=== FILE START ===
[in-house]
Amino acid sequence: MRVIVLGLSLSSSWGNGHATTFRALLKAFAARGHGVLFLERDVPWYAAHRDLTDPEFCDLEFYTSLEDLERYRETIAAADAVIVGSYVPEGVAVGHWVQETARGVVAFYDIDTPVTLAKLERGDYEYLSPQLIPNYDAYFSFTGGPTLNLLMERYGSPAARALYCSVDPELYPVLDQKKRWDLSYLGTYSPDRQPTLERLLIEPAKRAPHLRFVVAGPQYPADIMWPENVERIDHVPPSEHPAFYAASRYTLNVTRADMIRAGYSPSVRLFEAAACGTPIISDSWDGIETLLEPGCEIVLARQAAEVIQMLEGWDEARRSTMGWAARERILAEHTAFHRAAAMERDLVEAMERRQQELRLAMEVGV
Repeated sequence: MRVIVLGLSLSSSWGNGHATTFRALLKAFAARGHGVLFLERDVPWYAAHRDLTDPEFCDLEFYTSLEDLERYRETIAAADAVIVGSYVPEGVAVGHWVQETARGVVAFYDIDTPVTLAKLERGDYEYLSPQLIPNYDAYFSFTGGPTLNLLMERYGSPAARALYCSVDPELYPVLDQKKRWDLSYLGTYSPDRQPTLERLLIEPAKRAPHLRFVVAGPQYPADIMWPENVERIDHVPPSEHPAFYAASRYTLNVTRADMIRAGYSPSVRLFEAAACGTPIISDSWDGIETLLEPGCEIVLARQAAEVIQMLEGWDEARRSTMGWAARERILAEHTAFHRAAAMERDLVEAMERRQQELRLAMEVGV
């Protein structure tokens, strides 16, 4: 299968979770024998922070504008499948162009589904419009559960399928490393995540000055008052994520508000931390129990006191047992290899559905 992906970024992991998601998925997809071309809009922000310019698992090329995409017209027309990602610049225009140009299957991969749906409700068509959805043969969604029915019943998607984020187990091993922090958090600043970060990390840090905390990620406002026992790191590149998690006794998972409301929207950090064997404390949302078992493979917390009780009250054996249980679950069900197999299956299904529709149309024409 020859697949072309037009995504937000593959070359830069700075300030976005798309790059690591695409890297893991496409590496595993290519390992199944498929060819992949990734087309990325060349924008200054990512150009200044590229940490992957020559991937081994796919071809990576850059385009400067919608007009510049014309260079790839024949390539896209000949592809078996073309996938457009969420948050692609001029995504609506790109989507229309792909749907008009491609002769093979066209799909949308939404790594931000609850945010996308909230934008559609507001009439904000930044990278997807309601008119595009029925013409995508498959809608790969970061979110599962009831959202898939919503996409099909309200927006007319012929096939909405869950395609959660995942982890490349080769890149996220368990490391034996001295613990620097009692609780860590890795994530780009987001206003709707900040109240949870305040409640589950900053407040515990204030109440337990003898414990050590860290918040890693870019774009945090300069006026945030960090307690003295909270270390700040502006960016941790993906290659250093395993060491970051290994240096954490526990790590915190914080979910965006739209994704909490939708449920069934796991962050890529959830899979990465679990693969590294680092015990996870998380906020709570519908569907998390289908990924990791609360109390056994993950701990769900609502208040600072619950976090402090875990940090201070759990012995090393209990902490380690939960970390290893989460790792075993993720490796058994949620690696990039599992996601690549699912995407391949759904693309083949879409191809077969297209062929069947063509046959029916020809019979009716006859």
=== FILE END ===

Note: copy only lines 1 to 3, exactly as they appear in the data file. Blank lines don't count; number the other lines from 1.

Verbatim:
[in-house]
Amino acid sequence: MRVIVLGLSLSSSWGNGHATTFRALLKAFAARGHGVLFLERDVPWYAAHRDLTDPEFCDLEFYTSLEDLERYRETIAAADAVIVGSYVPEGVAVGHWVQETARGVVAFYDIDTPVTLAKLERGDYEYLSPQLIPNYDAYFSFTGGPTLNLLMERYGSPAARALYCSVDPELYPVLDQKKRWDLSYLGTYSPDRQPTLERLLIEPAKRAPHLRFVVAGPQYPADIMWPENVERIDHVPPSEHPAFYAASRYTLNVTRADMIRAGYSPSVRLFEAAACGTPIISDSWDGIETLLEPGCEIVLARQAAEVIQMLEGWDEARRSTMGWAARERILAEHTAFHRAAAMERDLVEAMERRQQELRLAMEVGV
Repeated sequence: MRVIVLGLSLSSSWGNGHATTFRALLKAFAARGHGVLFLERDVPWYAAHRDLTDPEFCDLEFYTSLEDLERYRETIAAADAVIVGSYVPEGVAVGHWVQETARGVVAFYDIDTPVTLAKLERGDYEYLSPQLIPNYDAYFSFTGGPTLNLLMERYGSPAARALYCSVDPELYPVLDQKKRWDLSYLGTYSPDRQPTLERLLIEPAKRAPHLRFVVAGPQYPADIMWPENVERIDHVPPSEHPAFYAASRYTLNVTRADMIRAGYSPSVRLFEAAACGTPIISDSWDGIETLLEPGCEIVLARQAAEVIQMLEGWDEARRSTMGWAARERILAEHTAFHRAAAMERDLVEAMERRQQELRLAMEVGV